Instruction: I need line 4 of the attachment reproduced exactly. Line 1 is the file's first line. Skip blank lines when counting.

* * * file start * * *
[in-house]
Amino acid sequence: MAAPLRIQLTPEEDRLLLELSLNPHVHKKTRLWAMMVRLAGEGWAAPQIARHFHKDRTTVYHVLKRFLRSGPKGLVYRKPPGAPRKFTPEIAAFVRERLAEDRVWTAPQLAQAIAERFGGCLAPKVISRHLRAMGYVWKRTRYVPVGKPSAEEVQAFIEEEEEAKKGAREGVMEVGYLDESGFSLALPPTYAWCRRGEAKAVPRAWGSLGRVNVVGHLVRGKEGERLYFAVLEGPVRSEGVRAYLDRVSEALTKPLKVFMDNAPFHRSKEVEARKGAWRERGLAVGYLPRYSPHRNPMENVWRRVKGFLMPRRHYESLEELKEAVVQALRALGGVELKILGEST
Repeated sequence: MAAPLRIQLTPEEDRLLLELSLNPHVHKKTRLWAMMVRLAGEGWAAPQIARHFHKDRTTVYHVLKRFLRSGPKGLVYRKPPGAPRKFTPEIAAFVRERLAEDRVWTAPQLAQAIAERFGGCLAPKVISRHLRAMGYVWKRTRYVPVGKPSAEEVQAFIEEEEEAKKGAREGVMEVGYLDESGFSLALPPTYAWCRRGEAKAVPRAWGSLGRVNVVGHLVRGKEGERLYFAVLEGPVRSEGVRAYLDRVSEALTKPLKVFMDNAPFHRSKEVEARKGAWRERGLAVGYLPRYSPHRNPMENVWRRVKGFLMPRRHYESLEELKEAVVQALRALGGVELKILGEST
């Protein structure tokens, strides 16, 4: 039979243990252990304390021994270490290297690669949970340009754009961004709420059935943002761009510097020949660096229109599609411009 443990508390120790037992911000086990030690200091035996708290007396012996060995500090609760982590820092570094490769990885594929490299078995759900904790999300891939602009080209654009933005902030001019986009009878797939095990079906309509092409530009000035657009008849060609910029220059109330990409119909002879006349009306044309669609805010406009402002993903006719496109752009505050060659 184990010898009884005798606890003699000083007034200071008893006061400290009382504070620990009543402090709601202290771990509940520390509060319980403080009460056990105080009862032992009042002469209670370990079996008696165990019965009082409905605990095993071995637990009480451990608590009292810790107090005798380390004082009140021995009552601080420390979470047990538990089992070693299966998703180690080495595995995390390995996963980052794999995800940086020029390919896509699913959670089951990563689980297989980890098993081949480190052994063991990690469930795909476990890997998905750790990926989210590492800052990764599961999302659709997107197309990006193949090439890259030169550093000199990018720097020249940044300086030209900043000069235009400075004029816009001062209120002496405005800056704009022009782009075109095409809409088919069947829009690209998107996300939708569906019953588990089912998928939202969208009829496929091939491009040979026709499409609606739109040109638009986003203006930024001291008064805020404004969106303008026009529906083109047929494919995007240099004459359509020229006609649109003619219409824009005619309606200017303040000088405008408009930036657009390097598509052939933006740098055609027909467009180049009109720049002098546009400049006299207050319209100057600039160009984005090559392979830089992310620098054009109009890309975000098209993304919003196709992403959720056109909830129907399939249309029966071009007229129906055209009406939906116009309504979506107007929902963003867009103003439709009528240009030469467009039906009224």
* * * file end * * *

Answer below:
């Protein structure tokens, strides 16, 4: 039979243990252990304390021994270490290297690669949970340009754009961004709420059935943002761009510097020949660096229109599609411009 443990508390120790037992911000086990030690200091035996708290007396012996060995500090609760982590820092570094490769990885594929490299078995759900904790999300891939602009080209654009933005902030001019986009009878797939095990079906309509092409530009000035657009008849060609910029220059109330990409119909002879006349009306044309669609805010406009402002993903006719496109752009505050060659 184990010898009884005798606890003699000083007034200071008893006061400290009382504070620990009543402090709601202290771990509940520390509060319980403080009460056990105080009862032992009042002469209670370990079996008696165990019965009082409905605990095993071995637990009480451990608590009292810790107090005798380390004082009140021995009552601080420390979470047990538990089992070693299966998703180690080495595995995390390995996963980052794999995800940086020029390919896509699913959670089951990563689980297989980890098993081949480190052994063991990690469930795909476990890997998905750790990926989210590492800052990764599961999302659709997107197309990006193949090439890259030169550093000199990018720097020249940044300086030209900043000069235009400075004029816009001062209120002496405005800056704009022009782009075109095409809409088919069947829009690209998107996300939708569906019953588990089912998928939202969208009829496929091939491009040979026709499409609606739109040109638009986003203006930024001291008064805020404004969106303008026009529906083109047929494919995007240099004459359509020229006609649109003619219409824009005619309606200017303040000088405008408009930036657009390097598509052939933006740098055609027909467009180049009109720049002098546009400049006299207050319209100057600039160009984005090559392979830089992310620098054009109009890309975000098209993304919003196709992403959720056109909830129907399939249309029966071009007229129906055209009406939906116009309504979506107007929902963003867009103003439709009528240009030469467009039906009224």